Guinta suggests Obama created border crisis with 2012 ‘amnesty’ order

MANCHESTER – Former U.S. Rep. Frank Guinta on Tuesday suggested the Obama administration may have in effect manufactured a border crisis in Texas in order to promote amnesty for illegal immigrants.

 

 

Guinta, who is running again for the U.S. House seat he lost to Rep. Carol Shea-Porter in 2012, told WGIR radio host Jack Heath:

 

 

“It appears that way. They knew that this would happen. They knew that when they granted amnesty for a two year period that there would be a reaction to it.

 

 

“And knowing that they just re-upped,” said Guinta. “So I think they are trying to force amnesty through executive fiat and then say, ‘Well, now we need $2 billion to take care of the people from across the border.”

 

 

Asked by Heath if it was “somewhat of a manufactured crisis from an executive order,” Guinta said, “I think it is, and the reality is what’s sad about it is now you have states and municipalities who can’t handle this, who want to deal with it in a humanitarian way.

 

 

“Americans want people to come here legally. Americans want people to have a better life, but we just don’t want it done through amnesty,” said Guinta.

 

 

Click here for the exchange on the issue.

 
In 2012, by executive order, Obama enacted the Deferred Action for Childhood Arrivals (DACA) program that gave temporary amnesty and work permits for two years to illegal immigrant children who came to the country before they were 16, had been living in the United States since 2007, were not over 30 years of age, and met a variety of other requirements.

 

 

There has been discussion about re-issuing the program.

 

 

Meanwhile, the White House on Tuesday asked for $3.7 billion to improve security along the border, provide better housing for the children while they are in custody and to speed up their deportation proceedings.

 

 

The White House also wants to increase assistance to El Salvador, Guatemala and Honduras, where most of the children are coming from, to help them stop the rush of people leaving there and to improve their ability to receive the expected influx of deported children.

 

 

The request, which has been developed in recent weeks as multiple federal agencies have responded to the surge of children caught crossing the border without their parents, got its first hearing Thursday before the Senate Appropriations Committee.

 

 

Michael Steel, spokesman for House Speaker John Boehner, R-Ohio, said the Appropriations Committee and other members, including the working group on the border crisis, will review the White House proposal. “The speaker still supports deploying the National Guard to provide humanitarian support in the affected areas — which this proposal does not address,” Steel said.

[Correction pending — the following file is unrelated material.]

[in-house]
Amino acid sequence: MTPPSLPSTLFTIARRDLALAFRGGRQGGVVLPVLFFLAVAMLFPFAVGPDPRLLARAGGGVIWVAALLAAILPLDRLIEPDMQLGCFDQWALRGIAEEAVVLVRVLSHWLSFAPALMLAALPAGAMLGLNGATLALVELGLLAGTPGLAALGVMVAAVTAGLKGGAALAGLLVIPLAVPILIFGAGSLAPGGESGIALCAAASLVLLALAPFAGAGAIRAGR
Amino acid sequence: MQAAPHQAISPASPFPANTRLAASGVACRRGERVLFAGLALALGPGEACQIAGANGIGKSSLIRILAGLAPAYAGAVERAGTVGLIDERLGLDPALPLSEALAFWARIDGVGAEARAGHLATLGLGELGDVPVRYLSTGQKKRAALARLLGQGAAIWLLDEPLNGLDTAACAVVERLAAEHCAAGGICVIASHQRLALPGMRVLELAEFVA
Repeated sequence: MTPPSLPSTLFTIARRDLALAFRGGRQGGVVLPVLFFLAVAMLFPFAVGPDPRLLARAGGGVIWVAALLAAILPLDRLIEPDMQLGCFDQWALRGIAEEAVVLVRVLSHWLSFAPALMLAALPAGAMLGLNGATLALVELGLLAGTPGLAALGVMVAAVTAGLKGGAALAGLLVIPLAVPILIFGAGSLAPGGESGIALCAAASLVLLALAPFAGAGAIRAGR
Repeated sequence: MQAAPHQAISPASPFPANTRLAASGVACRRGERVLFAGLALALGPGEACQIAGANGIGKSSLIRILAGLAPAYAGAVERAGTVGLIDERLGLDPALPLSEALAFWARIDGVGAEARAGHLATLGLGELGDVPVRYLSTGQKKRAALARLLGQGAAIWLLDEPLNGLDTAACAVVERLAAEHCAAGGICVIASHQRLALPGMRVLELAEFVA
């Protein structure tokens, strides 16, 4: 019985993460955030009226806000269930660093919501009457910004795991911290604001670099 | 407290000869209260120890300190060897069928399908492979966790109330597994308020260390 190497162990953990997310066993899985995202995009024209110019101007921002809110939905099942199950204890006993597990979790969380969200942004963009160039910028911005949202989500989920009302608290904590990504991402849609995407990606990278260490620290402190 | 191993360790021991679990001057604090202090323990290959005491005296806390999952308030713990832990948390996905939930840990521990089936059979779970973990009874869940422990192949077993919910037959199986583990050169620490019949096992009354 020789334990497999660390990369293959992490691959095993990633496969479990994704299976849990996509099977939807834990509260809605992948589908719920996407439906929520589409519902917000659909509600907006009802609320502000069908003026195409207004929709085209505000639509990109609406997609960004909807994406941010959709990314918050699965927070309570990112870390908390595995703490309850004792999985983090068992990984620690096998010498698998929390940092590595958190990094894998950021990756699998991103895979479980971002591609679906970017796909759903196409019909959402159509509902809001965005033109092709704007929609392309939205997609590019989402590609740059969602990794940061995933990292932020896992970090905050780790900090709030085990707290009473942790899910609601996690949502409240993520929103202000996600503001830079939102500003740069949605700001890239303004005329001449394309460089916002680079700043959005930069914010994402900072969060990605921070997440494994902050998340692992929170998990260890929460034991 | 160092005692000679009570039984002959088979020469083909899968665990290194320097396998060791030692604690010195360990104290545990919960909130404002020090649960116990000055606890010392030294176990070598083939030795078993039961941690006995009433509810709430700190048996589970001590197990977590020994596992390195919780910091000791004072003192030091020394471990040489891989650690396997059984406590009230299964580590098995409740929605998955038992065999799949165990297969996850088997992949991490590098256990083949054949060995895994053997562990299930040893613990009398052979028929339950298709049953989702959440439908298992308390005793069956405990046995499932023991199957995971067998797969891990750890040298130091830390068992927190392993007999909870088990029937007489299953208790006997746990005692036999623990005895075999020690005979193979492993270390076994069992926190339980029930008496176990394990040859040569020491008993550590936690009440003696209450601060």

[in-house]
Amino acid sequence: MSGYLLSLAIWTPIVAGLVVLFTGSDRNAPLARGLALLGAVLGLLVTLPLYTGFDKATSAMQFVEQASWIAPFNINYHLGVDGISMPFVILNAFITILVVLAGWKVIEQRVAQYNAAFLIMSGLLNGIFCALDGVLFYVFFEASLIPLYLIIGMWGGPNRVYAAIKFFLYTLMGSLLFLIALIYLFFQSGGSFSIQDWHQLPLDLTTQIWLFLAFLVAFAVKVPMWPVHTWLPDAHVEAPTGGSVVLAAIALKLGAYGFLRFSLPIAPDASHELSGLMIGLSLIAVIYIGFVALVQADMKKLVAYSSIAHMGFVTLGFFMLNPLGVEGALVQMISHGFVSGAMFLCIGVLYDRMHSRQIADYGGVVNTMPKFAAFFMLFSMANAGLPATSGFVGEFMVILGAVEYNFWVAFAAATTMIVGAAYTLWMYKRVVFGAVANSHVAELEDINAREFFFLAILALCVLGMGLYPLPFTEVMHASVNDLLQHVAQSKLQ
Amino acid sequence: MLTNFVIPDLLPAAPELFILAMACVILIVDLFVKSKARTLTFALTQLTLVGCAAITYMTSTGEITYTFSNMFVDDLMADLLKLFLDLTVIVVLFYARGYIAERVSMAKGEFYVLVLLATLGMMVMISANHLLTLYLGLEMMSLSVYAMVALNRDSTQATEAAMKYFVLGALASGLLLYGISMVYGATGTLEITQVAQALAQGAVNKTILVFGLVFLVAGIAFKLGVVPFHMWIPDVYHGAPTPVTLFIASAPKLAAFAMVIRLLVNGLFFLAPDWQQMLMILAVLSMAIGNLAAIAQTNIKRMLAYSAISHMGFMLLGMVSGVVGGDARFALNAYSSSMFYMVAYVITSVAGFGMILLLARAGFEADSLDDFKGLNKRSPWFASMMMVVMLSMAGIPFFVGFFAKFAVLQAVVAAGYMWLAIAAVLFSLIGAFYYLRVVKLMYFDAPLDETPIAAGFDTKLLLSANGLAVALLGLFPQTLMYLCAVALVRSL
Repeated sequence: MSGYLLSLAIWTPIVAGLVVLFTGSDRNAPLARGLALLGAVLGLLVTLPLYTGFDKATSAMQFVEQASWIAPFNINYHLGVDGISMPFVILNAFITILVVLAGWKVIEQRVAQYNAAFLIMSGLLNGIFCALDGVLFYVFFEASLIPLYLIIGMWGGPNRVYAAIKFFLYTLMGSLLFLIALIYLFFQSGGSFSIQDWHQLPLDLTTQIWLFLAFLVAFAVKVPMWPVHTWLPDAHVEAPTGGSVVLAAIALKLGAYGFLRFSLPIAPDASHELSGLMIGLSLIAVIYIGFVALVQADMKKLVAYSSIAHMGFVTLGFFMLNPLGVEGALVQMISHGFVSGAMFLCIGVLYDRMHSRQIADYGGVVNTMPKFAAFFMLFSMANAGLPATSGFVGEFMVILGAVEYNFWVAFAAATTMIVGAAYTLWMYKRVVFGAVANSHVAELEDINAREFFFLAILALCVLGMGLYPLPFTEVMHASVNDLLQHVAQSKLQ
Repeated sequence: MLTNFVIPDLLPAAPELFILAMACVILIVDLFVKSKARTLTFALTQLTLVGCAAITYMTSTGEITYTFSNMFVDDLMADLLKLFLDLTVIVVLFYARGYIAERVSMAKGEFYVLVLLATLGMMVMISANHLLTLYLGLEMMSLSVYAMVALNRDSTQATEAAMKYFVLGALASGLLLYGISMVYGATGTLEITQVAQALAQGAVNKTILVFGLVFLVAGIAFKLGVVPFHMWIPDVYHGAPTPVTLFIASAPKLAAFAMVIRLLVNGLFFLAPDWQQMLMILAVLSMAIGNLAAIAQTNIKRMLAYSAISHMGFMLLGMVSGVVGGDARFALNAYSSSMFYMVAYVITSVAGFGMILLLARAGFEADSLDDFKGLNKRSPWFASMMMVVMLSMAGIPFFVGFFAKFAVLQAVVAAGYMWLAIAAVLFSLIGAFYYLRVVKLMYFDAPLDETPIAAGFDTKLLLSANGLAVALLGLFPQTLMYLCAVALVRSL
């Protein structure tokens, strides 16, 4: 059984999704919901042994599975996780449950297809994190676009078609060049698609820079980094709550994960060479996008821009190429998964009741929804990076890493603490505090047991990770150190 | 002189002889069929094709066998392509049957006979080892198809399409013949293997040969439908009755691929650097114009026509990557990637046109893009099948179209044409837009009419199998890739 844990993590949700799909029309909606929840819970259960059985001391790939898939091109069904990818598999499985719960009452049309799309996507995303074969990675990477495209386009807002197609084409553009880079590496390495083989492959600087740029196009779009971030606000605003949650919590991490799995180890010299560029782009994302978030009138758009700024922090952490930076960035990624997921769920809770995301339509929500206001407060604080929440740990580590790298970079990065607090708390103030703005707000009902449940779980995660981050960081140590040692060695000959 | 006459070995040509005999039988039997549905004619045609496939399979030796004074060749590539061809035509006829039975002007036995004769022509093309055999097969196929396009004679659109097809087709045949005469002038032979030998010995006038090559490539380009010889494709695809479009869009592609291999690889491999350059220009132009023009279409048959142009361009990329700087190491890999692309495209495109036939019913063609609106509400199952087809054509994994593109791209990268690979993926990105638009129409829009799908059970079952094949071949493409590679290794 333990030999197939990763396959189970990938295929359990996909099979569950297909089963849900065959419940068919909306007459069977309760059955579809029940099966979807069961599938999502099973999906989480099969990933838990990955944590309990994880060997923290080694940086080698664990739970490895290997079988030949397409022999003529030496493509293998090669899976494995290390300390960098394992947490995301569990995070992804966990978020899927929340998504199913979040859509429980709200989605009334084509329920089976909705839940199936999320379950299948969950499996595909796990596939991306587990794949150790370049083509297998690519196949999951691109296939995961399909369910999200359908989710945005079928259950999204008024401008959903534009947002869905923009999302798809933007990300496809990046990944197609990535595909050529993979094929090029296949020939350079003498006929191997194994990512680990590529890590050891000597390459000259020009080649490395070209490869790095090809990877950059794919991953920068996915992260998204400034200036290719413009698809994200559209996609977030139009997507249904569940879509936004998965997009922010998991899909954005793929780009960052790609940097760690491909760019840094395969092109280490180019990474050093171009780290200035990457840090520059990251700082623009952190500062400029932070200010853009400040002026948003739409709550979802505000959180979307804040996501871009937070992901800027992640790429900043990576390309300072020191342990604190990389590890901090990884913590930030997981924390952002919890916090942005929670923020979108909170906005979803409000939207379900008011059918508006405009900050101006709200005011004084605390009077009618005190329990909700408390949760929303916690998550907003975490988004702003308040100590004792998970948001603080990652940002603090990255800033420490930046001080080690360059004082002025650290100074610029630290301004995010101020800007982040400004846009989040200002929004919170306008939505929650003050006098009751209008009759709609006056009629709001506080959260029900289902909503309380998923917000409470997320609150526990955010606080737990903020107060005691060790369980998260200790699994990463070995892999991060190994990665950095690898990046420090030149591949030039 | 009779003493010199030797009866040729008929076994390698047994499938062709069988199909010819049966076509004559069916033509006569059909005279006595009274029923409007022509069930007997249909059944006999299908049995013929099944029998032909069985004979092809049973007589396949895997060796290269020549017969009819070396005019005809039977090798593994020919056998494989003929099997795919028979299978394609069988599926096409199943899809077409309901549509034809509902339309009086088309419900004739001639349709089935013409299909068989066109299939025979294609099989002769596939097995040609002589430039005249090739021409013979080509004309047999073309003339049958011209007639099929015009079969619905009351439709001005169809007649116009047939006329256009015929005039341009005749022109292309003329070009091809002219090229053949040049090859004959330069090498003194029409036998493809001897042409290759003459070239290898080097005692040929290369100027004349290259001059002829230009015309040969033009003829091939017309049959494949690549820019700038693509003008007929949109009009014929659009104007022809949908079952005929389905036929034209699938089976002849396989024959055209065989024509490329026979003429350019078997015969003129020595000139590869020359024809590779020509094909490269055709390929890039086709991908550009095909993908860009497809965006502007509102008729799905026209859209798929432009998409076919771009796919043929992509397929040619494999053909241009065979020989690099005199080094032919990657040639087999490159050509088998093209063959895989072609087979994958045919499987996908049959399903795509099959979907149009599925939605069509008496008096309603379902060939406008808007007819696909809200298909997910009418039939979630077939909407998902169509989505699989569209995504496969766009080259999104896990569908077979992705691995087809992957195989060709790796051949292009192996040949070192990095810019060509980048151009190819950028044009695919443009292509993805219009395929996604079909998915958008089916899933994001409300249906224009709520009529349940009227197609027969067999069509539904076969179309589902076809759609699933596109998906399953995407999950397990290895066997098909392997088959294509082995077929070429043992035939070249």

According to USA Today, White House press secretary Josh Earnest said Monday he was confident that “those who share the president’s concern about this situation will be supportive of ensuring that the administration has the resources necessary to deal with this situation.”

 

 

After the President delivered a speech addressing the issue last week, Rep. Bob Goodlatte, R-Va., chairman of the House Judiciary Committee, accused Obama of seeking a “blank check” to fix a disaster he created himself by easing immigration enforcement throughout his presidency.

 

 

The administration has been responding to a historic flood of children caught crossing the border. In 2011, Border Patrol agents caught fewer than 4,000 children from El Salvador, Guatemala and Honduras. So far this year, they’ve apprehended nearly 40,000.

 

 

Guinta Tuesday issued a statement:
“Make no mistake about it, the President’s emergency request today for $3.7 billion is an admission that his policies have failed. The border remains unsecured, and this de facto amnesty program supported by Congresswoman Shea-Porter has led to a flood of immigrants crossing our border illegally.

 

 

“This is straining municipal and state budgets while causing a grave humanitarian crisis as thousands have traveled in horrendous conditions to seek amnesty,” said Guinta. “When will Carol Shea Porter say enough is enough, and demand accountability from President Obama? When will she demand that our international borders be secured?”

 

 

Guinta’s campaign said he supported the “HALT” Act in 2011. The bill would have prevented Obama from granting what some consider amnesty by executive order.

 

 

 

 

Author: John DiStaso

Share This Post On
468 ad